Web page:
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SMITH v. The STATE.
Appellant Jill Adaire Smith appeals her convictions for malice murder and other related crimes regarding the October 22, 2010, death of her husband Mike Smith in a house fire.1 For reasons set forth below, we now affirm.
1. Viewed in a light most favorable to the verdict, the evidence shows that on the night of the fire, Appellant invited co-defendant Peter Delaney over to her home. Before his arrival, appellant sent Delaney a text message, instructing him to buy three bottles of cheap red wine so that her husband would “just pass the f* *k out.” Delaney arrived with the wine as requested at about 8:00 p.m. The three adults drank and socialized that evening, while appellant's minor son played video games upstairs in his room. At some point, appellant decided to put the victim to bed because he was intoxicated. She took him upstairs to the master bedroom where he shed his clothes next to the bed, lay down, and went to sleep. According to statements appellant made to police, the victim was in bed at 9:58 p.m. and, when appellant left the room, none of the candles in the room were burning. Appellant retreated downstairs and went into the garage to smoke a cigarette. According to statements Delaney made to police, he was asleep on the couch in the living room. Sometime later, Appellant's son yelled downstairs to appellant that he smelled smoke. Appellant went upstairs to her son's room to investigate and a few minutes later the smoke alarms went off. Appellant instructed her son to get out of the house and go across the street to a neighbor's house. Appellant went to the master bedroom and opened the door at which point she said she saw smoke and flames. She told police that she saw the victim or his silhouette in the doorway of the master bathroom, that she called out to him and that he responded to her. Stating she believed the victim was coming out behind her, appellant left the house through the garage. On her way out of the house, she said she attempted to call 9–1–1 on the house phone, but it was not working. She said she gathered her purse to retrieve her cell phone out of it and used the cell phone to call 9–1–1 when she got outside the house. Appellant called 9–1–1 at approximately 10:49 p.m. Delaney told police that he awoke to appellant telling him there was a fire and he exited the house. When he got outside the house, he saw appellant and her son across the street in a neighbor's driveway.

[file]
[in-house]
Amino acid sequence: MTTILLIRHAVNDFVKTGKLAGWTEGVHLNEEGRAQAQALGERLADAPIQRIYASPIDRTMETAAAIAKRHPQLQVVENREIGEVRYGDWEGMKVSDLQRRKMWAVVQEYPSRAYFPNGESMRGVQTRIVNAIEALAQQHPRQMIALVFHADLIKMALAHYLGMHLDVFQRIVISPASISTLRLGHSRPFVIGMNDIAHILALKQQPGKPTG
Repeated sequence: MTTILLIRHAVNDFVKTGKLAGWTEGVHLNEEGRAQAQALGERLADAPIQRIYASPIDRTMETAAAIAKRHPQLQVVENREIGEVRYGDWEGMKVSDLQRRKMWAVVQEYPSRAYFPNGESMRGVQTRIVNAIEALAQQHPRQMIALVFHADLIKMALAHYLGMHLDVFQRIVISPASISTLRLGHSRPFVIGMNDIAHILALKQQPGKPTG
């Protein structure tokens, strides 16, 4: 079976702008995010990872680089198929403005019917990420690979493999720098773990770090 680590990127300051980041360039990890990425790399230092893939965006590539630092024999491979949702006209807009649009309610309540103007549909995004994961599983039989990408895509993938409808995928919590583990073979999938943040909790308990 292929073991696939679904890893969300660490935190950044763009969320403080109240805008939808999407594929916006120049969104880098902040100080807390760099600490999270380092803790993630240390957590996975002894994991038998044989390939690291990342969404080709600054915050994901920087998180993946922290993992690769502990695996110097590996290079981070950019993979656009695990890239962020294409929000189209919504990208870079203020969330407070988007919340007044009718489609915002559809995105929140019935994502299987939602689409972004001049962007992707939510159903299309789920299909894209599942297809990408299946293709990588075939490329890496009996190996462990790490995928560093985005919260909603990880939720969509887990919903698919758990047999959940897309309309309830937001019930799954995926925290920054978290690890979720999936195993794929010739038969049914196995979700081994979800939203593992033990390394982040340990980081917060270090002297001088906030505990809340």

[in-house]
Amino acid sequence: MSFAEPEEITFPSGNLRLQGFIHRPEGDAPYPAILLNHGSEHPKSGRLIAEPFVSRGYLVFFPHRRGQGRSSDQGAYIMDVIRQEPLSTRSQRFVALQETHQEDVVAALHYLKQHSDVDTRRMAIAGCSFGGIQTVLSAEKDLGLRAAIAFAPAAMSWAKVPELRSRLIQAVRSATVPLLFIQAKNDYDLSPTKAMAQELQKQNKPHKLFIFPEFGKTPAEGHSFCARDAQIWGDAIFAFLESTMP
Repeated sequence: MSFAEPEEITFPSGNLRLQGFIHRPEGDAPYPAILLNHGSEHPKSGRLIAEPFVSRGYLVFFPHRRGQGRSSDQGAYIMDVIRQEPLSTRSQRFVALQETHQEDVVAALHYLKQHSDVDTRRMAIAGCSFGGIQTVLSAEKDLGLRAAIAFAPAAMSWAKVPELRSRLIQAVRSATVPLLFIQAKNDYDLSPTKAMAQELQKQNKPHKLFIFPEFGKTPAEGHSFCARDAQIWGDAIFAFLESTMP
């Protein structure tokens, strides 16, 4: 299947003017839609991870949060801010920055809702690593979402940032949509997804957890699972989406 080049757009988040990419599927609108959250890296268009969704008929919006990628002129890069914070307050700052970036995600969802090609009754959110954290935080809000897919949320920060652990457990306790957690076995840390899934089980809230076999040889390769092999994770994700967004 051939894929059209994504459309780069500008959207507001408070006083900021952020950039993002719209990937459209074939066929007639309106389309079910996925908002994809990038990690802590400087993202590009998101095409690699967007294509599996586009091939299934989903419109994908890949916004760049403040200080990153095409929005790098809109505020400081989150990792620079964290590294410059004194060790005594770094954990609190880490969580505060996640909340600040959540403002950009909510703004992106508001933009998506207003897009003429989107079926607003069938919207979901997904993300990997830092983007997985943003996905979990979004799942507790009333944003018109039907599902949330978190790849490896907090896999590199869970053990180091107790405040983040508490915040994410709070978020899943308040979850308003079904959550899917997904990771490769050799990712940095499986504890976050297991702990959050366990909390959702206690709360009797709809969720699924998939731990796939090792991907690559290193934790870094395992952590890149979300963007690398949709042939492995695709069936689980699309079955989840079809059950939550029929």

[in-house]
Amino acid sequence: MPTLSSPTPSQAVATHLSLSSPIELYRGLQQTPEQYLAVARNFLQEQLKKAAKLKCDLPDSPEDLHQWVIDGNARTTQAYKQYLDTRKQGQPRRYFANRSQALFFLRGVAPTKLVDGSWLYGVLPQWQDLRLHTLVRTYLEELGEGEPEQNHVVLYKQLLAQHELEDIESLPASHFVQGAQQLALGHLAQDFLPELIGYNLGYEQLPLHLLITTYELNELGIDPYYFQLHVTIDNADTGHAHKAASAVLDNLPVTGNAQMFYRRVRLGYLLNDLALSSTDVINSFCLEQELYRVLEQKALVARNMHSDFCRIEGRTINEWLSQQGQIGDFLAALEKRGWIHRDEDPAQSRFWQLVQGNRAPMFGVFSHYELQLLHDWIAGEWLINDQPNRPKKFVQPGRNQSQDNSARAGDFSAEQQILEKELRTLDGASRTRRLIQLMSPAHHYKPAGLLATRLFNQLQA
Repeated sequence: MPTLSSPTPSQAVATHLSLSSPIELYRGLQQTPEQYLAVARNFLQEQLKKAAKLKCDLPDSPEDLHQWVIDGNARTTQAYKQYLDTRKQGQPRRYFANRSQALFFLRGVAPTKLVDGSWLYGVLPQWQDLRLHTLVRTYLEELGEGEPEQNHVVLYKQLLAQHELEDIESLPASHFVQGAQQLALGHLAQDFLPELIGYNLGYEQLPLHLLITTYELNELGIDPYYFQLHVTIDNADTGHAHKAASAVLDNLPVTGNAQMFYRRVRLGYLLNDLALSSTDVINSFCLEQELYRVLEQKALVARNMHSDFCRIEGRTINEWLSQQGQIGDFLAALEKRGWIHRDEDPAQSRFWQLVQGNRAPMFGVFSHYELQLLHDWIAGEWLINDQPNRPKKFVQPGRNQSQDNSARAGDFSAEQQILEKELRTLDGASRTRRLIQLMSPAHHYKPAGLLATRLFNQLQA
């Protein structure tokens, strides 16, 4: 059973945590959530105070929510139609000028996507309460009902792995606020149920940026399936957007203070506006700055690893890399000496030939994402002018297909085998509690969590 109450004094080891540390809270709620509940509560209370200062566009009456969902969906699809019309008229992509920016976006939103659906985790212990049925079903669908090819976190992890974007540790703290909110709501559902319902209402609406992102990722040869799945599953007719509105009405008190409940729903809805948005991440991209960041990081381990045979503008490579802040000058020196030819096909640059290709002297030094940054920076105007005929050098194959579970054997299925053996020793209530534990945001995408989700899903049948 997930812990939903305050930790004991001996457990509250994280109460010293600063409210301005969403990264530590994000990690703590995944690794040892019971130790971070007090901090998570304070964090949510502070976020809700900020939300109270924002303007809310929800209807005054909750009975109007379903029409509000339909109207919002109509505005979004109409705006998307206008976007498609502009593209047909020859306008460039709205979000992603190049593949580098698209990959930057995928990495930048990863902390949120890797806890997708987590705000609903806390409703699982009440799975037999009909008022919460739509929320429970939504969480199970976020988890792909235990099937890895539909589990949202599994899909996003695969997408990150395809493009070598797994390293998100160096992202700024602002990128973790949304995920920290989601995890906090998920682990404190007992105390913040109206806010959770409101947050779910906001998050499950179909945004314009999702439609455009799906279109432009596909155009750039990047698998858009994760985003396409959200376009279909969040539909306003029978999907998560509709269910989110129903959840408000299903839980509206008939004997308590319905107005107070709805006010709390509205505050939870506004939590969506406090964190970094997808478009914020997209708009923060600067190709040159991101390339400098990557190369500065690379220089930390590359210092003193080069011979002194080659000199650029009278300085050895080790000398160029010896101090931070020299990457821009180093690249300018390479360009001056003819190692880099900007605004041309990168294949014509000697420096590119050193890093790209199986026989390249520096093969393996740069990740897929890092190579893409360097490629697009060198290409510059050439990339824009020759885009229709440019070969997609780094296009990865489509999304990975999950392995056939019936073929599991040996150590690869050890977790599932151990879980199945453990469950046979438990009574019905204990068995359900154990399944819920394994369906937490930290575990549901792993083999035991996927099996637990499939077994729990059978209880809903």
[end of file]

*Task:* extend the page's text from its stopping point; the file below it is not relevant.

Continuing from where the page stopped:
When firefighters arrived at the scene, smoke and flames were shooting out of the windows of the master bedroom which was situated on the left side of the house above the garage. Firefighters reported that, although a lot of smoke and flames were emanating from the master bedroom, most of the actual fire was on the bed inside the room. The victim was located in the master bathroom in a “tornado position,” and, although paramedics confirmed he was dead at the scene,2 appellant was not told of his death until sometime later during her initial interview with police.
At the scene, Delaney, who witnesses testified smelled of alcohol and appeared to be intoxicated, approached a deputy sheriff and told him that the victim had committed suicide. When the county fire investigator arrived on the scene, she spoke to Delaney who told her that he and appellant were having an affair, that appellant and the victim were getting a divorce, and that he believed the victim had committed suicide. Delaney also told several civilian witnesses at the scene that the victim had committed suicide. When the county fire investigator spoke to appellant at the scene, appellant told her that Delaney was a friend of the victim and that she was not divorcing her husband. Because of the conflicting statements made by appellant and Delaney, they were asked to leave the scene and go to the sheriff's department where they could be interviewed separately.